To protect orca and salmon, you need to protect beaches and forage fish | Guest column

Stephanie Buffum, executive director of Friends of the San Juans

The decline of the Southern Resident killer whales now down to 76 members, is mostly blamed on the disappearance of their favorite food, Chinook salmon. Often overlooked is the importance of shorelines as habitat for juvenile salmon and the forage fish they depend on for sustenance.

In 2017, the Southern Resident killer whales spent just 24 days from April through June in the inland waters of the Salish Sea, well below the 1990-2016 average of 60 days. Southern resident visits to our inland waters of Puget Sound and Georgia Strait are becoming more and more infrequent in the spring and early summer, as are Chinook stocks in the Salish Sea. National Oceanic and Atmospheric Administration Fisheries scientists have identified that our local marine shorelines support young chinook salmon from across the region, including 20 of 22 listed Puget Sound stocks and the Fraser River spring Chinook juveniles the whales rely on when they return as adults.

A strong San Juan County Shoreline Master Program can help orca by ensuring numerous stocks of their favorite food, Chinook salmon, have healthy places to rest and plenty of insects and forage fish to eat during their critical first season in marine waters.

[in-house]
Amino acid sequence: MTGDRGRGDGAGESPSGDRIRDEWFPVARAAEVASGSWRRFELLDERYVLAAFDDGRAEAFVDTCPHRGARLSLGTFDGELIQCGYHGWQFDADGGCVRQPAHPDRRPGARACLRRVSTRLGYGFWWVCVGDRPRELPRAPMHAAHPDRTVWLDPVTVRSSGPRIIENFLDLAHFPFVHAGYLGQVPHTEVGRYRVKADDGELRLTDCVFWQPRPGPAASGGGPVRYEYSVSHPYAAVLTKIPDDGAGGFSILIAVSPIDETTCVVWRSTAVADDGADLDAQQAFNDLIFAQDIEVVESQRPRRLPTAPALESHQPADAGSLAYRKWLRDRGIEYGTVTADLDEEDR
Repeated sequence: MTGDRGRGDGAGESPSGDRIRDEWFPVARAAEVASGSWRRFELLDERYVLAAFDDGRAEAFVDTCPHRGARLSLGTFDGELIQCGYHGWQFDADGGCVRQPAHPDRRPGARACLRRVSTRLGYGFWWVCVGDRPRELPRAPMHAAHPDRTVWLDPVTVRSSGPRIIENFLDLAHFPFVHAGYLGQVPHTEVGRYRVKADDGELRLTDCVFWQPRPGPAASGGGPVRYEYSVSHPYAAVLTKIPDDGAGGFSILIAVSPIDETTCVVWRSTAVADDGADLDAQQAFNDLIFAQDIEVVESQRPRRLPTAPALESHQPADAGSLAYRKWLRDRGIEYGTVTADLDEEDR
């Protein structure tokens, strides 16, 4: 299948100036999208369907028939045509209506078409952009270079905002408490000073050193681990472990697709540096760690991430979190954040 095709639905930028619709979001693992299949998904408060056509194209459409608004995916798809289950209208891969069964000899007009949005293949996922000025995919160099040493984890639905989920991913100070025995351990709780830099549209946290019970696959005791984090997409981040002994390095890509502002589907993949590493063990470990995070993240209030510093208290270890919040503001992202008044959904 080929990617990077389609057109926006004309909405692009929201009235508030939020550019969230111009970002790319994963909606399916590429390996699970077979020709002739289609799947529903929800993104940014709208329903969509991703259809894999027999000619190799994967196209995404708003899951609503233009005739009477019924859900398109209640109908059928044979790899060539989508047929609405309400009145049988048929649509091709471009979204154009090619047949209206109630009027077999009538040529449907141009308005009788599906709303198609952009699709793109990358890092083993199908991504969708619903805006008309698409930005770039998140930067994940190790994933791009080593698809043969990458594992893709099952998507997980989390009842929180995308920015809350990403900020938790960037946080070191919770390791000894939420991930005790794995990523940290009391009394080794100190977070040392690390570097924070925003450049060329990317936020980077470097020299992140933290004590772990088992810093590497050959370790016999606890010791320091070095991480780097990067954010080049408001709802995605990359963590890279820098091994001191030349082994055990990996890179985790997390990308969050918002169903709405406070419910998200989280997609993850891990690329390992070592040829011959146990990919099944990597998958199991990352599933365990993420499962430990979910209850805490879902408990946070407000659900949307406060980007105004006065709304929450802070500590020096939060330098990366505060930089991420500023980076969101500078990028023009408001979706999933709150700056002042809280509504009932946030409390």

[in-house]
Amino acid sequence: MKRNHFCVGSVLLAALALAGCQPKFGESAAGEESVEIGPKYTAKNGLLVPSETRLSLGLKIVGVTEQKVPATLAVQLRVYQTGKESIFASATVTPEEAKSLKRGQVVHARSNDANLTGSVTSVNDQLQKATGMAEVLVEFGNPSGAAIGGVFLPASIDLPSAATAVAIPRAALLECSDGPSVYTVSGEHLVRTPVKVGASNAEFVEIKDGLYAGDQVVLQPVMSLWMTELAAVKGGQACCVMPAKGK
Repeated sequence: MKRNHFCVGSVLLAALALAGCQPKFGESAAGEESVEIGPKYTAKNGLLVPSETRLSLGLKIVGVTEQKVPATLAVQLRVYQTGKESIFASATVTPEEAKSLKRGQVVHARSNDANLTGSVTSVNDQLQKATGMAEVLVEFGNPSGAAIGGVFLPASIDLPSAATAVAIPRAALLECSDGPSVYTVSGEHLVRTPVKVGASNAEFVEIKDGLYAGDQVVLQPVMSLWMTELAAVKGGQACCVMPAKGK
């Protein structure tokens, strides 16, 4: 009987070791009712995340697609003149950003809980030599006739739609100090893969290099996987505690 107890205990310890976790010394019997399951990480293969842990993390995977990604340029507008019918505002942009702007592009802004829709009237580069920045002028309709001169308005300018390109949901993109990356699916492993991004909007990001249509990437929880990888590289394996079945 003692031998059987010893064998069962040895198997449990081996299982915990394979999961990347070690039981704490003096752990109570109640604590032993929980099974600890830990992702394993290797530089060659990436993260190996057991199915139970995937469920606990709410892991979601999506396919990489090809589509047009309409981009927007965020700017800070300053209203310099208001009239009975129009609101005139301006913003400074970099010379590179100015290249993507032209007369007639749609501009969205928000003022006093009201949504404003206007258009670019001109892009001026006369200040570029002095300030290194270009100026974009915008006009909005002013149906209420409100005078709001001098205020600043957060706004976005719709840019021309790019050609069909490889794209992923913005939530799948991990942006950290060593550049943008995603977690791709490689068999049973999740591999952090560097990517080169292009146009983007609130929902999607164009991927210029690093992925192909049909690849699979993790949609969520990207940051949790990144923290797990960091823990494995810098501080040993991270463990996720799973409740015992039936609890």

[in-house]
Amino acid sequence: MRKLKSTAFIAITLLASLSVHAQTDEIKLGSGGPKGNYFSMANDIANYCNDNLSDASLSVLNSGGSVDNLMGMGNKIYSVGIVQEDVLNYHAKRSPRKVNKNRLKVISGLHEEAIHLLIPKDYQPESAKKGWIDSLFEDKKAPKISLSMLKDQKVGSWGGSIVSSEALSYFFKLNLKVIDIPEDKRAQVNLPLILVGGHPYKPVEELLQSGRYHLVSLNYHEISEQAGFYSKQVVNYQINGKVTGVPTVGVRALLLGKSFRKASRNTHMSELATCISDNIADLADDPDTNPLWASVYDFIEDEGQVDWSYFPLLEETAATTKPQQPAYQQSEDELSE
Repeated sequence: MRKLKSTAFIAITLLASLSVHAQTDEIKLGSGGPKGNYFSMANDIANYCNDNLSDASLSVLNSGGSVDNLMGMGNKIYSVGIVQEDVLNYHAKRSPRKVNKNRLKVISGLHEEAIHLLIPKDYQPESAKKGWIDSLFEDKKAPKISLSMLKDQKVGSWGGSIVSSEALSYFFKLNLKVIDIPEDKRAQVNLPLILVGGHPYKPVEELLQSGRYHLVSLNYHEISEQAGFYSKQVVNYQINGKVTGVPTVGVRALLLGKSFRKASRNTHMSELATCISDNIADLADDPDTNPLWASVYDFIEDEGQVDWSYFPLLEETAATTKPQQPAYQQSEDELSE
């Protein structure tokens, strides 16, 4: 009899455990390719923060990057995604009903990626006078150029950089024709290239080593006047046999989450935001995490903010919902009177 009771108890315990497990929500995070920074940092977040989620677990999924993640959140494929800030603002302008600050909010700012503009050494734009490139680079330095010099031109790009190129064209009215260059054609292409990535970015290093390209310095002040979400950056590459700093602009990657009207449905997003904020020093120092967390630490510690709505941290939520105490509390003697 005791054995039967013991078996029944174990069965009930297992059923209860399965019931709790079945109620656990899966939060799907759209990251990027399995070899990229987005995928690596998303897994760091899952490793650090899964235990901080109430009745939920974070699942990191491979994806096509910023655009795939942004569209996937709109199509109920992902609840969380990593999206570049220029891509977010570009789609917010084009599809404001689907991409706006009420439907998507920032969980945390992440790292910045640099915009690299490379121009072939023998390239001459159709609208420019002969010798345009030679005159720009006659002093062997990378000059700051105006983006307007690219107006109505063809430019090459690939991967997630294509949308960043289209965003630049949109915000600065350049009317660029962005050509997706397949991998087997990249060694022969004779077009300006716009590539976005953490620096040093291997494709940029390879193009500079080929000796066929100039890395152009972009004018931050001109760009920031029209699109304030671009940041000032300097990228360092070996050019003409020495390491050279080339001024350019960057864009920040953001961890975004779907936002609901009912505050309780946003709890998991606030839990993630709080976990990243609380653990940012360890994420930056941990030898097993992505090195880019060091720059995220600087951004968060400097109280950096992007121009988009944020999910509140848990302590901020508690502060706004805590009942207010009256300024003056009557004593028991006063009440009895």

On Dec. 22, 2017, Friends of the San Juans appealed several provisions of the county’s recently updated SMP to do just that.

Since 2011, concerned citizens and groups like Friends have been providing comments about the importance of protecting the crown jewels of our county – the 10 miles of forage fish spawning beaches and 30 miles of bluffs that create and feed our beaches. The purpose of an SMP update is to incorporate new information and make sure our policies reflect community values.

Our County said that protecting orca and Chinook salmon is a priority, yet this SMP failed to designate protections for the vast majority of forage fish spawning beaches and failed to use the designation process to limit new incompatible development.

For example, the designation of critical beaches where surf smelt and sand lance forage fish spawn declined in the new SMP. Only 2 percent of the 10 miles of spawning beaches are designated as “natural” under the new SMP. Instead, Friends argues that the entire 10 miles should be designated at “natural” making new development in these special areas very protective of wildlife and eroding bluffs. Our understanding of the essential role of forage fish in supporting salmon and marine food webs has vastly increased since the last SMP update of 1998. Despite new mapping of forage fish habitat and bluffs created throughout 2001–2016, the new SMP failed to get it right.

Additionally, the new SMP also permits extensive shoreline modification through new armoring, tree removal, and extensive developments within the important 100-foot zone from the high water mark.

These provisions conflict with Washington’s Shoreline Management Act, ignore the latest best available science, represent a regressive rollback of prior standards and fail to protect our orca, salmon, forage fish, and beaches. The Shoreline Master Program provides a key opportunity to protect what we love.